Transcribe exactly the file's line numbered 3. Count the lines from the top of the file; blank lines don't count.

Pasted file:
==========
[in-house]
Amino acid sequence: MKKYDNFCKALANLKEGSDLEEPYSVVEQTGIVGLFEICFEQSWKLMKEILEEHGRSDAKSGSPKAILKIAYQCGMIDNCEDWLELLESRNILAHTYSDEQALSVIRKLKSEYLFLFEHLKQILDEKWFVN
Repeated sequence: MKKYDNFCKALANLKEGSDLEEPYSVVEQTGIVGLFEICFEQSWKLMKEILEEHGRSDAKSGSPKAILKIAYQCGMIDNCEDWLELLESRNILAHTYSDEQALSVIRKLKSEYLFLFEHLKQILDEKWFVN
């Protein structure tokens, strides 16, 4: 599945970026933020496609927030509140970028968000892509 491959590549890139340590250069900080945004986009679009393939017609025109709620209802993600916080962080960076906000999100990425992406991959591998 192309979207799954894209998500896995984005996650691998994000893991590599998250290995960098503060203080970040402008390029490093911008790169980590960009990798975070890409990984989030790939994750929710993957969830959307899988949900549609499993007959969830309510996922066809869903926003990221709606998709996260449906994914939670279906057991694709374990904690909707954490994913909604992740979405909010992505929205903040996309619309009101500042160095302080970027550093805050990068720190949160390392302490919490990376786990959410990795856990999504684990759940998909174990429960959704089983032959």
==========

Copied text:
Repeated sequence: MKKYDNFCKALANLKEGSDLEEPYSVVEQTGIVGLFEICFEQSWKLMKEILEEHGRSDAKSGSPKAILKIAYQCGMIDNCEDWLELLESRNILAHTYSDEQALSVIRKLKSEYLFLFEHLKQILDEKWFVN